This ordinary man comes to the outskirts of a village, tired and hungry. He asks the first people he meets for food. They tell him the village is starving. Beating a garbage can lid and chanting in a strange jargon, he advances to the town square. As the villagers cluster around him, roused briefly from their lassitude, he announces that he is a magician from an exotic land, come to solve their problem. Pulling a stone from his pocket, he tells them of its powerful magic, handed down through the generations of wizards, and says that if they bring him a piece of string and the largest kettle in the village, the stone will feed them all.
He fills the kettle with water, puts it on a fire and suspends the stone in it. The magic, he says, will take some hours to work. In the meantime, if anyone would happen to have an old soup-bone to throw in, the flavor would be enhanced. Someone does. Perhaps someone has a bay leaf, some wilted carrot tops, a handful of corn form their cow-feed. Someone else remembers a potato they had forgotten, another contributes a hoarded piece of suet. In time the kettle is filled with rich, nourishing soup. The magician fishes out his stone, cleans it reverently, and announces dinner time. Everyone has a bowl and there is enough left over for him.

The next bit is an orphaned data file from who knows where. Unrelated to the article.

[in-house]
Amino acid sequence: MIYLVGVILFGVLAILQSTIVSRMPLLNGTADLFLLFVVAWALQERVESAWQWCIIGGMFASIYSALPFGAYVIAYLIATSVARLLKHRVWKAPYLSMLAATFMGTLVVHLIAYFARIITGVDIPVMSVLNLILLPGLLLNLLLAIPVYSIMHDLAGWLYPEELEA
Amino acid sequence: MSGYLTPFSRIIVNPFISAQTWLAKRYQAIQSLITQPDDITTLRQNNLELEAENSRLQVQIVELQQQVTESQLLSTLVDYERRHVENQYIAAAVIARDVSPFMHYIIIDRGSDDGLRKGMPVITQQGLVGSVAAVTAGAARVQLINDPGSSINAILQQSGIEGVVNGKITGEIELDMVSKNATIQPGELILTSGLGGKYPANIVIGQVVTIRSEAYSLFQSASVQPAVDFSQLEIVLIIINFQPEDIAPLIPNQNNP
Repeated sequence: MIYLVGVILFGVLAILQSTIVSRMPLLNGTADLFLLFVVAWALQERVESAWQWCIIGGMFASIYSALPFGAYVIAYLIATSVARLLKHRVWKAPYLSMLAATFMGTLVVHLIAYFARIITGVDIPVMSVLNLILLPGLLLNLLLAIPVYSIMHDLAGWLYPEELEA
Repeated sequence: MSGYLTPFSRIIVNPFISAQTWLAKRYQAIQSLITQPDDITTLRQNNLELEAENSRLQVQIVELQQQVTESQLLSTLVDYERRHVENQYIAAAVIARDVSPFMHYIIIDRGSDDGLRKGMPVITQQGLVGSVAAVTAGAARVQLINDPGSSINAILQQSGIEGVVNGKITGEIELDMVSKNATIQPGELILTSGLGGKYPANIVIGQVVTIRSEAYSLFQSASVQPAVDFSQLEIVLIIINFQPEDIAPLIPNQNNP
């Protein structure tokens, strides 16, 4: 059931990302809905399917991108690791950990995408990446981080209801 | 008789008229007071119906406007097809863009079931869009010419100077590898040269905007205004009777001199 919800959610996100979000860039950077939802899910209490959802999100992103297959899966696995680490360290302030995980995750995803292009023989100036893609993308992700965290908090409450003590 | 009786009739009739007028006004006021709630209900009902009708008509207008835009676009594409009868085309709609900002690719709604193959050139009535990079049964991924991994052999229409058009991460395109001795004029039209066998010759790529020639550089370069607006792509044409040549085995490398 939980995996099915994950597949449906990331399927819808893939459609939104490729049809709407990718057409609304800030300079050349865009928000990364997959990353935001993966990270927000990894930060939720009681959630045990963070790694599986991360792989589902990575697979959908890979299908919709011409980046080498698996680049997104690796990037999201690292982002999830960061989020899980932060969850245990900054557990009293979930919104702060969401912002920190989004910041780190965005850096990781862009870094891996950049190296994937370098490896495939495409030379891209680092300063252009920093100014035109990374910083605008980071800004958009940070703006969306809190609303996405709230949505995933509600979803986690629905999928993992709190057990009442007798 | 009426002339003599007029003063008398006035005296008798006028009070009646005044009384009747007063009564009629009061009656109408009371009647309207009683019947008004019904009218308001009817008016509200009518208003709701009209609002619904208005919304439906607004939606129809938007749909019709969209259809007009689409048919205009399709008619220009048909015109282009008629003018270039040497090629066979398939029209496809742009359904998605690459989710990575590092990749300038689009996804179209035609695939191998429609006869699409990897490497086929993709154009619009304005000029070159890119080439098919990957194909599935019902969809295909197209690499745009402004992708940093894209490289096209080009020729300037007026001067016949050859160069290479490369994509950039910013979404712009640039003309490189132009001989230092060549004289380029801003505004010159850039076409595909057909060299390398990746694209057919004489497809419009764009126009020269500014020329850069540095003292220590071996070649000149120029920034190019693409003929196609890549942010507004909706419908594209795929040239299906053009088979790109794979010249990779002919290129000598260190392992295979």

I think of this story every time I tend an open circle process. The circle is the kettle, where resources are shared and flavors marry; the soup has no recipe, or rather a recipe only for the process of its cooking. In particular, Stone Soup describes a style of Open Interview in which the gamekeeper plays an unusually active part. I’ll give two examples, one loose and one open-ended, the other disciplined and focused to an end.